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Cockpit voice recorder finally found for Sriwijaya 737 crash

written by Hannah Dowling | April 1, 2021

A Sriwijaya Air 737-500, PK-CLC, crashed into the Java Sea shortly after take off from Jarkarta on 9 January 2021.

Indonesia’s Ministry of Transportation said on Wednesday it had finally recovered the cockpit voice recorder from the Sriwijaya Air 737 that crashed into the Java Sea.

Flight SJ182 crashed just minutes after take-off from Jakarta on Saturday, 9 January 2021, killing all 62 passengers and crew on board.

Divers were able to find the casing for the crucial cockpit voice recorder (CVR) within days of the crash, however, it has taken until now to find the device’s memory unit.

The memory unit of the CVR was reportedly found in relatively shallow but muddy and murky waters that are known to attract strong currents.

It is not yet known if the CVR is in good condition, or if the information it contains can be retrieved, in light of the recorder being removed from its protective casing.

Investigators have long said that recovering the CVR will be key to understanding the cause of the plane crash, and the pilot’s actions taken before the plane began its dive into the sea.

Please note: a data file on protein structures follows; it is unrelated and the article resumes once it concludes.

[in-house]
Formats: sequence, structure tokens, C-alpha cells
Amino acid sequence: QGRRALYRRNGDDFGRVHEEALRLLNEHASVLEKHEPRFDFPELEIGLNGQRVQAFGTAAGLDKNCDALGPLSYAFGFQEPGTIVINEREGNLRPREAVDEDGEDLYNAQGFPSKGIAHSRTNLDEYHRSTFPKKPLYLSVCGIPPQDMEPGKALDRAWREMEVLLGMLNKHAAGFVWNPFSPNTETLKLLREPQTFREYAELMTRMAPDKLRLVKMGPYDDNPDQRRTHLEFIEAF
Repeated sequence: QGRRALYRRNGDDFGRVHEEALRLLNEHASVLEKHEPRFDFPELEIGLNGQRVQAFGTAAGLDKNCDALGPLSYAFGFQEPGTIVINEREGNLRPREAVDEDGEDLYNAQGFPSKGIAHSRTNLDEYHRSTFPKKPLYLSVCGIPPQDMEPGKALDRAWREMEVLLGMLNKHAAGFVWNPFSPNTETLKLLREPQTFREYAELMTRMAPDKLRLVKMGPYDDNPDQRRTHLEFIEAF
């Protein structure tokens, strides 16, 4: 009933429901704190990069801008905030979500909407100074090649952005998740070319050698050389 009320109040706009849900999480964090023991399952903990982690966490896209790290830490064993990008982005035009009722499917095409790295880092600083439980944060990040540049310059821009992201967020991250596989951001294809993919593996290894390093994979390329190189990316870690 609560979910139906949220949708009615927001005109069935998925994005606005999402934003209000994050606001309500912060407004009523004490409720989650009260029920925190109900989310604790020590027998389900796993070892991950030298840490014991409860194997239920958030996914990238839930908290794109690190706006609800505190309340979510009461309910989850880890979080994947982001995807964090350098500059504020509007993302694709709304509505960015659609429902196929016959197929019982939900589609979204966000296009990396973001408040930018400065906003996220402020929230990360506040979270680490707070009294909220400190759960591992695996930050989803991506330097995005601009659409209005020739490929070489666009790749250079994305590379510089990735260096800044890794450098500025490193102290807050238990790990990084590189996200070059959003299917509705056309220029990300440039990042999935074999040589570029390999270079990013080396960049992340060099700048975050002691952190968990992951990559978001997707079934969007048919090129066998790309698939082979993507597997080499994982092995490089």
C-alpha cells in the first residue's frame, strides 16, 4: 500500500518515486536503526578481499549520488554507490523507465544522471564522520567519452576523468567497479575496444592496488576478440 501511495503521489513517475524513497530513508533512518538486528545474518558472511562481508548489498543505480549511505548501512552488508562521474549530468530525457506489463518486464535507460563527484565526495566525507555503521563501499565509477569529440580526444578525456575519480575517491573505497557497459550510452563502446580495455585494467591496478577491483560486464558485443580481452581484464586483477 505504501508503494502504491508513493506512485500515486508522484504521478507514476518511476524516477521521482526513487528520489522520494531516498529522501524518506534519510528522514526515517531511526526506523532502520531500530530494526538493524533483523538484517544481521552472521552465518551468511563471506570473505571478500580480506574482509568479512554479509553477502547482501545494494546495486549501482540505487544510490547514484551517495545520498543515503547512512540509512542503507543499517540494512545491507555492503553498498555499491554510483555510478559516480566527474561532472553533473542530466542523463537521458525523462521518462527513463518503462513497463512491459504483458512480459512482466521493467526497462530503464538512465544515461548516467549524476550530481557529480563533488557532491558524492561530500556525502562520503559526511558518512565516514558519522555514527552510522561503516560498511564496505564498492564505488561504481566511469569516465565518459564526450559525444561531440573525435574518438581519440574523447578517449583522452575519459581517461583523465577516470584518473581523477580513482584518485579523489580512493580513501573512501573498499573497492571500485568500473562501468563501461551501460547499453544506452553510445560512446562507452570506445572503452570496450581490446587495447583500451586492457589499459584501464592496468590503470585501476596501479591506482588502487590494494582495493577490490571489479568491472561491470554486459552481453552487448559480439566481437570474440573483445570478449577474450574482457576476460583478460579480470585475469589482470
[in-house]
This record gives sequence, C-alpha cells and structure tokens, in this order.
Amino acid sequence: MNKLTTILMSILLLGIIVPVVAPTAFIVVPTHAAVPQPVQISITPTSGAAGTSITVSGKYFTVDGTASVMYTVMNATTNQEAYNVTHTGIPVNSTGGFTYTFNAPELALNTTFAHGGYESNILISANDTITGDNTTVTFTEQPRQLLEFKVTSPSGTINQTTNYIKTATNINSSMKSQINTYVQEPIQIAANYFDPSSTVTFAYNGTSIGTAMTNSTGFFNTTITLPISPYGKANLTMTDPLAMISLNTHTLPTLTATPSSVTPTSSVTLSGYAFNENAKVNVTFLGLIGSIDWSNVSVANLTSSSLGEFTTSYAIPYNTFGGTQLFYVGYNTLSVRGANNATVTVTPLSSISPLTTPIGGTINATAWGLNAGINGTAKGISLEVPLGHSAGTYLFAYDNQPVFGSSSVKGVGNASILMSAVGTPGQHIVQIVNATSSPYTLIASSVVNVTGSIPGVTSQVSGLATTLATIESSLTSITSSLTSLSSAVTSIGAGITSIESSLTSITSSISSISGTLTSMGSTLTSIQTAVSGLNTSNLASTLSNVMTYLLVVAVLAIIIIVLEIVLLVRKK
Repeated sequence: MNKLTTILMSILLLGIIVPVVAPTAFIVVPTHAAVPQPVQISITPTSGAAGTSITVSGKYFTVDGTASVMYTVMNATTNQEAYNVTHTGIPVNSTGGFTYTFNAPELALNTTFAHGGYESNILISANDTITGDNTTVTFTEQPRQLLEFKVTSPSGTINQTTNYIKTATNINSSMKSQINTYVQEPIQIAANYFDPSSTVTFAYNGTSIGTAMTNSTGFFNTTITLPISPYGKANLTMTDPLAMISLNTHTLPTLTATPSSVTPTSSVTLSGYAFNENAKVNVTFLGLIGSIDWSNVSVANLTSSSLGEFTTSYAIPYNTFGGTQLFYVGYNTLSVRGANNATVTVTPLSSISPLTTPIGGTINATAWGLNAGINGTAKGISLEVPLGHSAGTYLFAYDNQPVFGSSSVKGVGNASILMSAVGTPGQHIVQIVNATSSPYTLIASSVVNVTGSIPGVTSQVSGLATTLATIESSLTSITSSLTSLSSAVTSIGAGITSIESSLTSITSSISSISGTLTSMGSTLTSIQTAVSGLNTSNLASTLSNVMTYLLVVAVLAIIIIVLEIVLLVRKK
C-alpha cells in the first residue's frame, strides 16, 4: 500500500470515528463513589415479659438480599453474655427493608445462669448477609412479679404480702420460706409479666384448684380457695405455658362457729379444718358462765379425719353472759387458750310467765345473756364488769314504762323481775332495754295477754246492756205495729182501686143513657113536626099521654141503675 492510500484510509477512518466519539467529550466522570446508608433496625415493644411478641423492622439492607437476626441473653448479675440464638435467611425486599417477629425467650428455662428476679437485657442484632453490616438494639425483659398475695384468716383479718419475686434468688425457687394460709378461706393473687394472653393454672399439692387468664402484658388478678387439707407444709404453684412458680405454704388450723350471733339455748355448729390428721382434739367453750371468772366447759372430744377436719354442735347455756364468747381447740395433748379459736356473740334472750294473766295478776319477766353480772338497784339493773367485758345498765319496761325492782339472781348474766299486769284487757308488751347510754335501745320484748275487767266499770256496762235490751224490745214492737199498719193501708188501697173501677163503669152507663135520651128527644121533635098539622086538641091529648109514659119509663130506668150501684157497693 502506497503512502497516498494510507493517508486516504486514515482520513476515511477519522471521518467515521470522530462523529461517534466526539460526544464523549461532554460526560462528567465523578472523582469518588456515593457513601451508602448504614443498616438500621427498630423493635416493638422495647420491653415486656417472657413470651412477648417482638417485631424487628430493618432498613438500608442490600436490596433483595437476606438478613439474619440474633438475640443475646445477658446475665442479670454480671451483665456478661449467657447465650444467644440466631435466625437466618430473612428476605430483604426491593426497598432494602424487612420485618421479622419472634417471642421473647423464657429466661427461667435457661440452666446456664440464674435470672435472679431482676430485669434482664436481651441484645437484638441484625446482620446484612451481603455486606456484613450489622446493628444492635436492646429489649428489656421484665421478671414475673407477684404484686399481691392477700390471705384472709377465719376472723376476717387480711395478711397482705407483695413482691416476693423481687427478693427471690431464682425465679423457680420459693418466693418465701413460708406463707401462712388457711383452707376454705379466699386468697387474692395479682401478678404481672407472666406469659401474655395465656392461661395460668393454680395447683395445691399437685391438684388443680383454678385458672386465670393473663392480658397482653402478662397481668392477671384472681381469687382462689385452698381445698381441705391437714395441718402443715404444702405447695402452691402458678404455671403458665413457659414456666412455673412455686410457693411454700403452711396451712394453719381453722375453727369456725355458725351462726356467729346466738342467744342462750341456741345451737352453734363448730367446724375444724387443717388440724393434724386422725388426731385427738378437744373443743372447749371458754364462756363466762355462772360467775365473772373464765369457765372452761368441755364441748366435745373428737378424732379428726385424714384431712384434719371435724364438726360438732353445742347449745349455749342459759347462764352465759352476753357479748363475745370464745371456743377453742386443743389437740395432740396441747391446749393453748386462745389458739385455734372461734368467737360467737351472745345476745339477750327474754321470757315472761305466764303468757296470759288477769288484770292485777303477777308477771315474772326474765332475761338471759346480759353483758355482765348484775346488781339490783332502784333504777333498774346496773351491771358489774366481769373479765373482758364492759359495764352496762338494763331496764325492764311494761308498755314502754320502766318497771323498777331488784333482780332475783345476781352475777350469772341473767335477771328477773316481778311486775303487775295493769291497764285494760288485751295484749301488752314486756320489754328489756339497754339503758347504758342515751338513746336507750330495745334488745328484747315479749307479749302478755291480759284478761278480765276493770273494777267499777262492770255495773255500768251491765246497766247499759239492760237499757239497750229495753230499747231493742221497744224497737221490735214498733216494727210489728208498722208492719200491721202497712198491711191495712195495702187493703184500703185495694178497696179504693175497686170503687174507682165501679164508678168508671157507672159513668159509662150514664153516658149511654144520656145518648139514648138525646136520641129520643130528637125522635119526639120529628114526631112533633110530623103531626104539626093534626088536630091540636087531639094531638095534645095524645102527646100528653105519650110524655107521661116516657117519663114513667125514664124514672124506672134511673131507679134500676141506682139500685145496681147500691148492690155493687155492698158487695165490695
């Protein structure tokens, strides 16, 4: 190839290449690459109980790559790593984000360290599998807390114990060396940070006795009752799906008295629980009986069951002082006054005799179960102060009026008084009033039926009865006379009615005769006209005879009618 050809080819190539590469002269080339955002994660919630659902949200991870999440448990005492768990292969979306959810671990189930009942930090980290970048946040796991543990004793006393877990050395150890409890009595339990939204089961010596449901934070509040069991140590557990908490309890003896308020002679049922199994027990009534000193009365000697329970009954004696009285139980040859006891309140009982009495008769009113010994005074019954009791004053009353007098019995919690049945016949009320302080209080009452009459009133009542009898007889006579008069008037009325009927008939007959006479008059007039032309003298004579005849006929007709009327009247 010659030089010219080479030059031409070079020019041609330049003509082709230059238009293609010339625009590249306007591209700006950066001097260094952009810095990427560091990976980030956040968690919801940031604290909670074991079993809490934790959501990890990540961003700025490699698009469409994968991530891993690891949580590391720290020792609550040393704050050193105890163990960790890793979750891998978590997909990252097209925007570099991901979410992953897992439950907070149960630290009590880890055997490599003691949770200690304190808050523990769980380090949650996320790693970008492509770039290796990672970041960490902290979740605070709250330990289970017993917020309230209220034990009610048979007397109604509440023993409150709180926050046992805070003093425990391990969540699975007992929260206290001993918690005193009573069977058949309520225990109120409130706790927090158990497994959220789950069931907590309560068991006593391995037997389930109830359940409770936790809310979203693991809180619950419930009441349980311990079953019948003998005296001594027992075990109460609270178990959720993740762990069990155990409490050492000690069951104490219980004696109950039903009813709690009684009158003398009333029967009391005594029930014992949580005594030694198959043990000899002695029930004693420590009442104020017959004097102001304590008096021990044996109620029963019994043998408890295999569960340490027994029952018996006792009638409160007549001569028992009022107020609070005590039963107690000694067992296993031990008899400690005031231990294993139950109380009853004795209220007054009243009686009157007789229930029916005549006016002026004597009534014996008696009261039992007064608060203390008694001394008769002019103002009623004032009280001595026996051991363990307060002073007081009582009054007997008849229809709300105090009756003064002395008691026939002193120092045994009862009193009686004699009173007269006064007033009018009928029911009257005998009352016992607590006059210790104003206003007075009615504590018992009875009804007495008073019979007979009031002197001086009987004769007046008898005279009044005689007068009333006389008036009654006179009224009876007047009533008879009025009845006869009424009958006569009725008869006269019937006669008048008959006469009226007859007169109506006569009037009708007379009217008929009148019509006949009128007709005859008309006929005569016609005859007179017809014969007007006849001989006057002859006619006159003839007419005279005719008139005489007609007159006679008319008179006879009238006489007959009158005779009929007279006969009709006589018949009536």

Experts will pair any data recovered from the CVR with the information already recovered from the jet’s flight data recorder (FDR) to better determine what happened to the plane.


A preliminary report into the crash, released one month after the accident, stated that the 737 had an imbalance in engine thrust due to misaligned throttle levers, which ultimately sent the plane into a sharp roll and finally a dive into the sea.

Comment (1)

  • Warwick


    Re: prelim report.
    Couldn’t the pilots’ realise, by just looking at them, that the throttles’ were not aligned? Or were they out of kilter below the cockpit assembly?

    This is a ‘strange’ supposed cause, & one hopes that both the CVR & FDR will go to either the US, as it was a Boeing jet, or the UK, where both can get analysed by experts’.

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